The last time the Revolution performed together, in 2012, they left a spare guitar onstage for their estranged leader, Prince, just in case he showed up to jam. He never arrived. This Thursday, when Wendy, Lisa, and all the gang reunited once again for the first of three sold-out nights in Prince’s hometown of Minneapolis, at First Avenue — the legendary, 1,500-capacity club where Purple Rain’s iconic concert scenes were filmed — the circumstances were obviously very different. There would be no hope of a full reunion. But the late Prince’s presence was still definitely felt on this highly emotional evening, from the moment a noticeably choked-up Wendy Melvoin took the stage alongside keyboardists Lisa Coleman and Dr. Fink, bassist BrownMark, drummer Bobby Z, and special guests Dez Dickerson and André Cymone.
“I encourage every one of you to take every one of these songs and make them your own — sing along, so he can hear you!” Melvoin said at the start of the two-hour set, before launching into “Let’s Go Crazy.” It was an undoubtedly joyous opener, but the song’s lyrics about death, the afterworld, and especially elevators took on darker, deeper, much sadder new meaning in this context — as did other classic Prince lines, like “Some people want to die, so they can be free” in “Controversy,” or “If I gotta die I’m gonna listen to my body tonight” in “1999,” or “It’s such a shame our friendship had to end” in “Purple Rain.” (“You can cry, if you want to,” BrownMark sweetly told the audience during the latter song.)
At one time, 32 years ago, a little 5’2” man had filled up this little room, and the silver screen, with his massive presence. Melvoin and company couldn’t compensate for his absence, of course. All night long, it felt like something (or more specifically, someone) was missing. But in front of a purple-clad crowd that included loyal locals as well as far-flung fans who’d traveled from Los Angeles, Austin, Chicago, New York, and England just for this once-in-a-lifetime show, they did their old boss proud — even if at times the band members, particularly Melvoin, almost seemed too overwhelmed with emotion to continue.
“If Prince saw this right now, he’d be in tears,” Melvoin declared at one point. The most gut-wrenching moment of the night came when Melvoin later asked the audience to be quiet, explaining that the stripped-down song she and Coleman were about to perform was so intense, they needed total silence in order to power through it. That song was “Sometimes It Snows It April,” a grief-stricken ballad that has taken on great weight since Prince died this past April 21. Spectators at First Avenue openly, messily sobbed throughout — and at times, it almost appeared Melvoin herself was about to break down. But she kept it together and delivered a powerful performance that connected with every fan in the room, all of them still in mourning less than five months after Prince’s shocking death.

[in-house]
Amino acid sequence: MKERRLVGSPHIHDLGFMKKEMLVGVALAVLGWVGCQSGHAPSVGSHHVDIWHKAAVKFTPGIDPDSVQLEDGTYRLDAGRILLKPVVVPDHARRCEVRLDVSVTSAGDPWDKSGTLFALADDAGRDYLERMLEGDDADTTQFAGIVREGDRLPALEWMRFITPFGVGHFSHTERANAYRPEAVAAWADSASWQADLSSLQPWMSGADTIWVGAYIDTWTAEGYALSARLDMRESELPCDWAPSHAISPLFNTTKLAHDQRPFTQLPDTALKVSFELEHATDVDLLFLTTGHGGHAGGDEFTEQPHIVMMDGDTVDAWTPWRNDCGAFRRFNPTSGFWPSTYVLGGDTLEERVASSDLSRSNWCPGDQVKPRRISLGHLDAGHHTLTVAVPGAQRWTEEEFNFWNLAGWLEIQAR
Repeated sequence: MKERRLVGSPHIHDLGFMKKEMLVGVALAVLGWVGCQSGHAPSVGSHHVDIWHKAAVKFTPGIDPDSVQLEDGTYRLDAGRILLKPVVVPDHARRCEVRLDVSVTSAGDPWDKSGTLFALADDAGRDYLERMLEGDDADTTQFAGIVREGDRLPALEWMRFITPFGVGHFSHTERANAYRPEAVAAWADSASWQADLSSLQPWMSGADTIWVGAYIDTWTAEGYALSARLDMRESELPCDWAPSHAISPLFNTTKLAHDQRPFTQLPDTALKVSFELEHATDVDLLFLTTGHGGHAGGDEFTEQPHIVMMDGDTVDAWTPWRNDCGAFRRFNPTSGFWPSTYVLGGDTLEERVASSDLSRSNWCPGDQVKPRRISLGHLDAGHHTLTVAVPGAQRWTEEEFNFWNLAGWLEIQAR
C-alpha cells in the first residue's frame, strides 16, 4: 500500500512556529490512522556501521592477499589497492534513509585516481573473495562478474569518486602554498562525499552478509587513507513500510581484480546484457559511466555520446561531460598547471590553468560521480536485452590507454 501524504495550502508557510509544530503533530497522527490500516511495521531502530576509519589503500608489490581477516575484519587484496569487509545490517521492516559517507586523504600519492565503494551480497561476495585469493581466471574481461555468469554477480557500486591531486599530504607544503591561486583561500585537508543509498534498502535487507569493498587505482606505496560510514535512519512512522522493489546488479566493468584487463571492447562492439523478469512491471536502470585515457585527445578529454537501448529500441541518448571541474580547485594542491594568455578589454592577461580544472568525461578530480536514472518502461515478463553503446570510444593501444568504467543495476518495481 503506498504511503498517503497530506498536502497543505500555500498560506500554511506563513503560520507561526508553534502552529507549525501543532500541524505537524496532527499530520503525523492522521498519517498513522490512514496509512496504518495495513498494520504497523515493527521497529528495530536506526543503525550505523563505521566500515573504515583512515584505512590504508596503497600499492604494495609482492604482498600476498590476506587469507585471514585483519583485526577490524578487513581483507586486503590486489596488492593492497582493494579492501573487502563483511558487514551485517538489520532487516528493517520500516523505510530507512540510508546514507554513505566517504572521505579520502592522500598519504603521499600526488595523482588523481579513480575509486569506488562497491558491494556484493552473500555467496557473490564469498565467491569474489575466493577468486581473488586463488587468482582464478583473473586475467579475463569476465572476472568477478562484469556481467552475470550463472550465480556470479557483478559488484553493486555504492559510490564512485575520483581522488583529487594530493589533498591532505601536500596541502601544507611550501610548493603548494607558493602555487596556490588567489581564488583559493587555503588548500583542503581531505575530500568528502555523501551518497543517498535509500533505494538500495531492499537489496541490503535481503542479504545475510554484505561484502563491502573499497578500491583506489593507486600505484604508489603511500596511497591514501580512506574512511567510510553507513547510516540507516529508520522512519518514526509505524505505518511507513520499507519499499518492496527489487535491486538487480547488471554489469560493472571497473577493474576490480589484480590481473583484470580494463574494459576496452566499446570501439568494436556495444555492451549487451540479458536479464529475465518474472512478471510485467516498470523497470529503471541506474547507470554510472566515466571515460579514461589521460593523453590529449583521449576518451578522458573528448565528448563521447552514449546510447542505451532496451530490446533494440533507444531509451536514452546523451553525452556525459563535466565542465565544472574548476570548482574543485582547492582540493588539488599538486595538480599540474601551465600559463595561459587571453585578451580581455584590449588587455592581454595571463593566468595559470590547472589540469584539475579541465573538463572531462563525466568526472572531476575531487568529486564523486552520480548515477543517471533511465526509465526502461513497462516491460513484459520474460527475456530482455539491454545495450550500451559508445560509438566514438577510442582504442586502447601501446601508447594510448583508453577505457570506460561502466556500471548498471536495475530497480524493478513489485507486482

However, despite the show’s many bittersweet and poignant moments, for the most part the mood in the room was celebratory — a glam slam, a true rave un2 the joy fantastic. “We’ve been waiting a long time for this,” Dickerson excitedly told the audience, and the Revolution certainly seemed to be making up for lost time, playing with gusto. Even the occasional flubs — like a few lyrical missteps, or an awkward moment when Melvoin tripped and fell, but leapt right back onto her feet like a stealthy ninja — didn’t slow them down one bit.
Happy highlights of the night included a real sexy MF, neo-soul sensation Bilal — fresh off his star turn this past June on the BET Awards’ stellar Prince tribute — lending his otherworldly screechy falsetto and sultry stage presence to “The Beautiful Ones,” “Private Joy,” “When Doves Cry,” and “Kiss.” (“That’s a gift,” Melvoin marveled at Bilal’s octave-straddling vocals.)
Later, Prince’s Purple Rain co-star Apollonia Kotero appeared and tossed costume-jewelry earrings into the crowd for “good luck” (a cute nod to the movie scene when she gave The Kid a single gold loop). And during the encore, Prince’s brother Omarr Baker, ex-fiancée Suzannah Melvoin (twin sister of Wendy, and the inspiration for “Nothing Compares 2 U”), and ex-wives Mayte and Manuela Testolini joined the celebration, for a boisterous all-star singalong of “Baby I’m a Star.”
A video posted by Lyndsey Parker (@lyndseyparker) on Sep 1, 2016 at 11:21pm PDT
In the end, the fans at First Avenue and the band members onstage weren’t really partying like it was 1999. They were partying like it was 2016: grieving a major loss, acknowledging the sad passage of time and the fact that Prince can never be replaced — but still exuberantly celebrating the man’s music and legacy. “I can feel the love right here in my heart,” Cymone proclaimed at the end of the evening. Said Melvoin: “It’s been heavy, huh? We miss him a lot… Know that he loved all of you [Minneapolitans] so much. This is his home. This is where it all happened. It’s our great honor to be on this stage together to do this for him. We will always love him, forever and ever.”
The Revolution’s full First Avenue setlist was:
Let’s Go Crazy
Do It All Night
Little Red Corvette
Sometimes It Snows in April
The Beautiful Ones
When Doves Cry
Baby I’m a Star